By Randy Martin, Office of Sustainability
The Intergovernmental Panel on Climate Change (IPCC) recently released its latest report assessing the current status and trends of climate change, future risks and the long- and near-term responses. This report contained a sentence that has stuck with me since I first read it:
“There is a rapidly closing window of opportunity to secure a livable and sustainable future for all.”
It felt surreal to me to read a sentence like that from the premier global organization tracking climate change. It puts the task of decarbonization, mitigation, and adaptation into perspective. It felt overwhelming. It truthfully is a daunting task for our species to address, but it isn’t unattainable.
Even though much of the report is grim, it also says,
“Deep, rapid, and sustained reductions in greenhouse gas emissions would lead to a discernible slowdown in global warming within around two decades, and also to discernible changes in atmospheric composition within a few years.”
This is good news. We have a high level of certainty that emissions reductions will have a quick and felt impact. What they’re saying is that every bit of heat-trapping gas that is removed or prevented from getting into the atmosphere is important. That is why, regarding the STARS1 sustainability assessment, understanding and measuring our institutional emissions matter. STARS asks for the public disclosure of all our greenhouse gas emissions. When we know what we’re contributing, we can plan and track our progress.
The STARS category of Air & Climate aligns with the following United Nations Sustainability Development Goals:
- Goal 3: Ensure healthy lives and promote well-being for all at all ages
- Goal 7: Ensure access to affordable, reliable, sustainable, and modern energy for all
- Goal 11: Make cities inclusive, safe, resilient, and sustainable
- Goal 13: Take urgent action to combat climate change and its impact
Subcategories of Air and Climate in STARS
- Emissions Inventory & Disclosure: Institutions must account for and publicly disclose their greenhouse gas and air pollutant emissions to receive this credit.
Auburn’s Score: 1.83/3
- Greenhouse Gas Emissions: This credit scores institutions based on their scope 1 and 2 greenhouse gas reductions. Scope 1 emissions are directly owned or controlled by the institution, think furnaces and vehicles. While scope 2 typically refers to purchased electricity. Auburn’s Score: 3.21/8
In 2010 Auburn University committed to becoming carbon neutral by 2050. Unfortunately, we’re not on track to reach that goal. Auburn’s emissions are down. There has been a 10% reduction in total scope 1 and 2 emissions from our 2008 baseline. Emissions per campus user (students, faculty, and staff) are down 26%. Auburn has been working diligently to retrofit older buildings. Most new buildings built since 2008 are LEED-certified or are in the process of being certified. The majority of our efforts are going into energy reductions and efficiencies. Secondary strides are being made in transportation. Our bus service recently purchased 12 hybrid-electric buses, and micro-mobility has finally arrived on campus.
These numbers are certainly in the right direction. However, as the IPCC explains in their latest report, we don’t have a single second to waste. There is no doubt that Auburn could do better in every area, but I think there are two areas that would have a quick and significant impact.
Step 1: Solar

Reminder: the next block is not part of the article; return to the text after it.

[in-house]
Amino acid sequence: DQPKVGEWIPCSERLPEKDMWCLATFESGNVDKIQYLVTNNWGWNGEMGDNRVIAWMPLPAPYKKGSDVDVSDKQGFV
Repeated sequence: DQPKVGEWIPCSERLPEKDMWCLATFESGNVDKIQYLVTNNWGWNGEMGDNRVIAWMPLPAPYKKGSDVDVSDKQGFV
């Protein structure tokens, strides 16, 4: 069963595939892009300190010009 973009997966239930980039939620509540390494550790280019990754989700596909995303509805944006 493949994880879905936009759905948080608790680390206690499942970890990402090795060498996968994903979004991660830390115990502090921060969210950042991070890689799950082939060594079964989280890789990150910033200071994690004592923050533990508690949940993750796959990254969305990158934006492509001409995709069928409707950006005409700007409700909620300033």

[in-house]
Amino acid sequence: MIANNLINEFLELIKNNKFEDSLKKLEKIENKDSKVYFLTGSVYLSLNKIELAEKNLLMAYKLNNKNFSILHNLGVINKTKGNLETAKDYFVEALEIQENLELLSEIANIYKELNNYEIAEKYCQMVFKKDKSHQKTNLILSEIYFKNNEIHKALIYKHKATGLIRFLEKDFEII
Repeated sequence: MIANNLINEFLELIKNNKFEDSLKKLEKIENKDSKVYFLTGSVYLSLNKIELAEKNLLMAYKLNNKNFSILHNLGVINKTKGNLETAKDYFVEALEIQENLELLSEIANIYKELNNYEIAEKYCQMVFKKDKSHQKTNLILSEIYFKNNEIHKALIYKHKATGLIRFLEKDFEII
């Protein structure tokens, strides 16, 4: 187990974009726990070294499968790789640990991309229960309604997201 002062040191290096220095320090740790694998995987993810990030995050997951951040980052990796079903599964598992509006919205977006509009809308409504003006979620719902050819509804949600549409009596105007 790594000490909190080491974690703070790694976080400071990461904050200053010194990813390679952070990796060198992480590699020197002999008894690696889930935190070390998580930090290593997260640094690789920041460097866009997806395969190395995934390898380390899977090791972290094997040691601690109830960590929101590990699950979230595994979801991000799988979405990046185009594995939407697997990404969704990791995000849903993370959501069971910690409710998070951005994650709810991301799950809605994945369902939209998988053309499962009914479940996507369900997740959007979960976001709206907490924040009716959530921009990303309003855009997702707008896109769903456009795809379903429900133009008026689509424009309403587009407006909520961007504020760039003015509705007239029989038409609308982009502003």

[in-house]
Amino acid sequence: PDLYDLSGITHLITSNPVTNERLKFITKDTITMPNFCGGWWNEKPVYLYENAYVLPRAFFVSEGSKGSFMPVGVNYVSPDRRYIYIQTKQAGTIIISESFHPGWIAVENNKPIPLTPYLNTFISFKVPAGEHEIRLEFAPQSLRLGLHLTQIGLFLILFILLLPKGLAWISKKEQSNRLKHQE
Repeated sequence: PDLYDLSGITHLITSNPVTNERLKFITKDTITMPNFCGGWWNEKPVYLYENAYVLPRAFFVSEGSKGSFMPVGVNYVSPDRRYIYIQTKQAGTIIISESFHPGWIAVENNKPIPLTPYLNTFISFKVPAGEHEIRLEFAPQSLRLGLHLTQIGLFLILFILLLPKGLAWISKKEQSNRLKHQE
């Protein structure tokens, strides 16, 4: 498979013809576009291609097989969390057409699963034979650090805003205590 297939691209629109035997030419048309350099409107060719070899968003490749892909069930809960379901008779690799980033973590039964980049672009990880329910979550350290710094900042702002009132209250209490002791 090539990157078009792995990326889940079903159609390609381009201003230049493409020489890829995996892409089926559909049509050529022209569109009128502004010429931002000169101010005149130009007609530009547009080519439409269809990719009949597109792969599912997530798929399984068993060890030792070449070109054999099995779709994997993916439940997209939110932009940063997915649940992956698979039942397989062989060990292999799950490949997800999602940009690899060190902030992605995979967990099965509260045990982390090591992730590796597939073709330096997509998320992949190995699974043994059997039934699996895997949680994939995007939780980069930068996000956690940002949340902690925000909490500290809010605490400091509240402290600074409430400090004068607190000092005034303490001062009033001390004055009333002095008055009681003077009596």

We have to stop relying on fossil energy. Solar is a very viable option in our geographical location. Solar is one of the cheapest forms of energy, and prices have only been falling. We live in a relatively sunny area of the country. According to the Southern Environmental Law Center, Alabama ranks 13th among US states for raw solar energy potential. Installing solar on Auburn’s campus has been discussed at multiple levels, but no plan is set in place.
Step 2: Electrify the Fleet
Auburn, but more accurately the units within Auburn, owns a lot of vehicles. Cars, golf carts, trucks, and SUVs are prominent on campus. Through federal government incentives, and hopefully soon some state incentives, it is more affordable now to purchase electric vehicles (EVs) than ever. Colleges and departments looking for new vehicles should seriously consider purchasing an EV. The EV selection is expanding every year. Soon enough, EVs will meet every need, but those whose current needs can be met by an EV should seriously consider purchasing one. That includes golf carts. Many of the carts on campus are gas-powered, but there have been excellent, reliable battery options for a long time.
I want to again praise the university’s efforts in retrofitting and increased energy efficiency. That is incredibly important. But as Saul Griffith, founder of OtherLab and Rewiring America, once put it,
“You can’t efficiency your way to zero.”
That is where we must get. In 2010, Auburn committed to reaching carbon neutrality by 2050 when we signed the President’s Climate Commitment, resulting in the creation of the Climate Action Plan. Our next step in this journey is to wean ourselves off fossil fuels as much as possible and lean into clean electricity.
- The Sustainability Tracking, Assessment, and Rating System (STARS) program is a self-reporting framework for institutions of higher education to track their sustainability performance created by the Association for the Advancement of Sustainability in Higher Education. Overall, STARS is made up of 211 possible points in 64 different subcategories. The subcategories are grouped by Academics, Engagement, Operations, and Planning & Administration. Additionally, participants may receive extra points for exemplary and innovative practices. In this summary, our score is shown over the amount of possible points for each credit. View Auburn University’s 2022 STARS Report for more details.
Learn about the SDGs & AU and our contributions related to this post.